Une équipe de 200 prêtres commentent l'Évangile du jour
Jour liturgique : 1 mai: S. Joseph, travailleur
Texte de l'Évangile (Mt 13,54-58): Il alla dans son pays, et il enseignait les gens dans leur synagogue, de telle manière qu'ils étaient frappés d'étonnement et disaient: «D'où lui viennent cette sagesse et ces miracles? N'est-il pas le fils du charpentier? Sa mère ne s'appelle-t-elle pas Marie, et ses frères: Jacques, Joseph, Simon et Jude? Et ses soeurs ne sont-elles pas toutes chez nous? Alors, d'où lui vient tout cela?». Et ils étaient profondément choqués à cause de lui. Jésus leur dit: «Un prophète n'est méprisé que dans sa patrie et dans sa propre maison». Et il ne fit pas beaucoup de miracles à cet endroit-là, à cause de leur manque de foi.
Commentaire: Abbé Xavier PARÉS i Saltor (La Seu d'Urgell, Lleida, Espagne)
D'où lui vient tout cela?
Aujourd'hui we celebrate the feast of Saint Joseph the Worker. It is a holiday to rest from our daily chores, when we also commemorate the International Labor Day. Workers and their unions use to take advantage of this celebration to present their demands in defense of their rights. And the Church, today, offers us the example of Saint Joseph, the carpenter from Nazareth, who was a model worker, keeping up his family and developing his profession. This is the normal way to live in this world of ours; by earning one's own bread by the sweat of one's brow. Human rights tell us that each one of us has a right to a decent and well-remunerated job. This is how we fulfill our duties and are paid the salary we deserve. Saint Ambrose says «it is homicidal to deny a man the salary he needs for a living». Today, the Church prays for the working world, so that every worker may fulfill his/her duties and live with dignity.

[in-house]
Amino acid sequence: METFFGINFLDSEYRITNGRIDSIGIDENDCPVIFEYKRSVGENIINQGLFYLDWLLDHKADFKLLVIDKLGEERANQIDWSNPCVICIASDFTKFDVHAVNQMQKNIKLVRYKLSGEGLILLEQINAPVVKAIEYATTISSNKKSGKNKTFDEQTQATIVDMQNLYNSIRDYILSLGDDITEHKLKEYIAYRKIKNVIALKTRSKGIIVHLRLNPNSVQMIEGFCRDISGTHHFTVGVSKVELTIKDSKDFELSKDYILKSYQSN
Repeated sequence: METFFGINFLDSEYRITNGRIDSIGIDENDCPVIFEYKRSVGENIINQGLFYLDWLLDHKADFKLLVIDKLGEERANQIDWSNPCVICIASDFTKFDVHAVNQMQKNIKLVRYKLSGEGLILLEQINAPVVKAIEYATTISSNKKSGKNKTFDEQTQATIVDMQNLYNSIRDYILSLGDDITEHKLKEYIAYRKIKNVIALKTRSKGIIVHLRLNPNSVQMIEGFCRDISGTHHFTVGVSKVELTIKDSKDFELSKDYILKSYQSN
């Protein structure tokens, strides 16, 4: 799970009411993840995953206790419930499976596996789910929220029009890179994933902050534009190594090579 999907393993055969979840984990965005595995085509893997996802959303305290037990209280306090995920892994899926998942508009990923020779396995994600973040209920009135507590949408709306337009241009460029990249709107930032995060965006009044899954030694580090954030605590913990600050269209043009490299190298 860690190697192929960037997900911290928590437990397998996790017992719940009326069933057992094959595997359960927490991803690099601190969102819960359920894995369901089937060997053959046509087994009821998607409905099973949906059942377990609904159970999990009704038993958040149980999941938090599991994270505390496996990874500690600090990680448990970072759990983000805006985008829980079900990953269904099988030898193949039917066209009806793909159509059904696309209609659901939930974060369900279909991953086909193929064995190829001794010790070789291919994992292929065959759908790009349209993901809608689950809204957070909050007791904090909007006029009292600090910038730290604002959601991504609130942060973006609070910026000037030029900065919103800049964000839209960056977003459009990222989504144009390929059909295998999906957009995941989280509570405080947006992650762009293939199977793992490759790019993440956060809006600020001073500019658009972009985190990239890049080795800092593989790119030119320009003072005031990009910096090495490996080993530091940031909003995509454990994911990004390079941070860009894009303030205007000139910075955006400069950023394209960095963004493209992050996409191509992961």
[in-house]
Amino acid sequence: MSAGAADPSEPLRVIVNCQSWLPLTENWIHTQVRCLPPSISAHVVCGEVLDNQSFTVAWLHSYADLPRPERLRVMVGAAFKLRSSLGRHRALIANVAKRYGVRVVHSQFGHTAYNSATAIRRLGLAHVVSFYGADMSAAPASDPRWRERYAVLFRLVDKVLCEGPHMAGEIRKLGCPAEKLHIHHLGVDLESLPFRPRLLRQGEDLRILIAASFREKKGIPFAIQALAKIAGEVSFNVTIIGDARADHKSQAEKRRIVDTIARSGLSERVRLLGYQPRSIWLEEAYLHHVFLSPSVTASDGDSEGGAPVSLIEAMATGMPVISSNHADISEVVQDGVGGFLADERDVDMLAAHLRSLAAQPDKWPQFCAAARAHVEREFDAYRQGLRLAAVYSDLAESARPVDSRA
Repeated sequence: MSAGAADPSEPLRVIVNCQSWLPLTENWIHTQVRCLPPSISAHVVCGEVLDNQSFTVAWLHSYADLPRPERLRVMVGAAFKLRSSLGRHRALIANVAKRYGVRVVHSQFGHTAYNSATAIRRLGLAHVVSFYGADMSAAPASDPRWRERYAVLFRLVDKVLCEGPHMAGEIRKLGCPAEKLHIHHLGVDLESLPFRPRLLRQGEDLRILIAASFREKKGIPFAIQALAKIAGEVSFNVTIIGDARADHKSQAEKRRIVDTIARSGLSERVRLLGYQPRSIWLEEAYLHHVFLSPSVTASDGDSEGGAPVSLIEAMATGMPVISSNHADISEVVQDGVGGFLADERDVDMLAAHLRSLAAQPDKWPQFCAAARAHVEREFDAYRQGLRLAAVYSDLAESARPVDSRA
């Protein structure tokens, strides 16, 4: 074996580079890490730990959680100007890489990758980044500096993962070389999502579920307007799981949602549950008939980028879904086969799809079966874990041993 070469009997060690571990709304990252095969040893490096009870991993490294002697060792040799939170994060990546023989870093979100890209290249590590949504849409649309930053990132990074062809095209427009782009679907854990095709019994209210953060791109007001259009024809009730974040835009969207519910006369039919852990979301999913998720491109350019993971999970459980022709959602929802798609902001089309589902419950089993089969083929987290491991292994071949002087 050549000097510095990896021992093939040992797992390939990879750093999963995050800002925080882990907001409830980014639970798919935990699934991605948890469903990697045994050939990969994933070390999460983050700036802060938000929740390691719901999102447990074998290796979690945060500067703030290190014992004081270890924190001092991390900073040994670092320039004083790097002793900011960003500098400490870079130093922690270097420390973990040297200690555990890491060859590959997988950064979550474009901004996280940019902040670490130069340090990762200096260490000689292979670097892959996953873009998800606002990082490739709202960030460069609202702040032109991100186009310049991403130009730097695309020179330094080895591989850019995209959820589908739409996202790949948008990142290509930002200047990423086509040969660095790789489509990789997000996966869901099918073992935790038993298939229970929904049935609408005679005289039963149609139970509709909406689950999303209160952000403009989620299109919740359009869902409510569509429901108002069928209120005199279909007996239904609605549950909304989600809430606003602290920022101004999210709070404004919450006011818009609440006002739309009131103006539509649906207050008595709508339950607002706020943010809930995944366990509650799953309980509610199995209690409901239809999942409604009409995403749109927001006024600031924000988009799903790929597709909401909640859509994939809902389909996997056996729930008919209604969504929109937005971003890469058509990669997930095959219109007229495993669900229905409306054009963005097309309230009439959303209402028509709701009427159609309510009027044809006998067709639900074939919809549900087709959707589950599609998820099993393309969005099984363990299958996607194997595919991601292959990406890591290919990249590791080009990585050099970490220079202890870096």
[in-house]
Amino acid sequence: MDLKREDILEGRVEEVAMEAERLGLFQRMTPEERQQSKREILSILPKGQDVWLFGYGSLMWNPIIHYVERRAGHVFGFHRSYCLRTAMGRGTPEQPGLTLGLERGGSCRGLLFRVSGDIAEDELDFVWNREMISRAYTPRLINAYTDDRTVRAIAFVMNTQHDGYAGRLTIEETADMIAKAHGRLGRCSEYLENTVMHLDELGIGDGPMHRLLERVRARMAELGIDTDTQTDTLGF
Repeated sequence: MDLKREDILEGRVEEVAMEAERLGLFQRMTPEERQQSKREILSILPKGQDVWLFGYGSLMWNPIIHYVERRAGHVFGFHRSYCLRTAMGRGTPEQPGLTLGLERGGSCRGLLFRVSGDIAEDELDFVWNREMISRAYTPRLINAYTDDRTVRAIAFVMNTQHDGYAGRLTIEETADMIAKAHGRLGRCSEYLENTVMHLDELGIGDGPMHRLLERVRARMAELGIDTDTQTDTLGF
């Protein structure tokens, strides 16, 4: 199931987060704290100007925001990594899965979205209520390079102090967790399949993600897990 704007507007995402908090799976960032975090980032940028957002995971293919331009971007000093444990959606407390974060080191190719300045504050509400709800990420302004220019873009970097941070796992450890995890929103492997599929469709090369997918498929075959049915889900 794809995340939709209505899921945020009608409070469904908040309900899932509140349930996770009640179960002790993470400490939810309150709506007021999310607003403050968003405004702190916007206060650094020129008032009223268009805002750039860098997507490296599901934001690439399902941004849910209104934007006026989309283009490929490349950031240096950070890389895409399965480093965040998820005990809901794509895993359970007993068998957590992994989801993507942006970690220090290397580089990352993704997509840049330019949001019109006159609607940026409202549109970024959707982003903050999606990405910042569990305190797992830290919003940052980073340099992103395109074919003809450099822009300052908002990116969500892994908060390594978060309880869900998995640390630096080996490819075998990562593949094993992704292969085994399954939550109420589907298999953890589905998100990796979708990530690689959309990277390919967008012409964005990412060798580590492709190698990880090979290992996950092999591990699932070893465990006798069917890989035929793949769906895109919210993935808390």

The same Gospel introduces Jesus as the «carpenter's son» (Mt 13:56), in his own hometown of Nazareth, where He grew up and where He lived most of his terrestrial life. However, Nazareth's people did not really get to know the person of Jesus. They probably thought they knew him well, but they actually knew nothing at all. This is why they could not explain where was He getting his wisdom and special powers from.
But, we Christians, do we know enough about Jesus Christ? We also belong with his people, God's people, Church's people, and yet, it could happen to us the same as it happened to Nazareth's people, that is, that they knew him not. If we can learn good and positive things from any other person, even more so, we can learn out of Jesus of Nazareth. By listening to every day's Gospel is how we can know and learn many good things about Jesus. This is how we can enrich our life and our faith. Let us beg it from Saint Joseph, who did such a good job out of taking care of Jesus and loving him.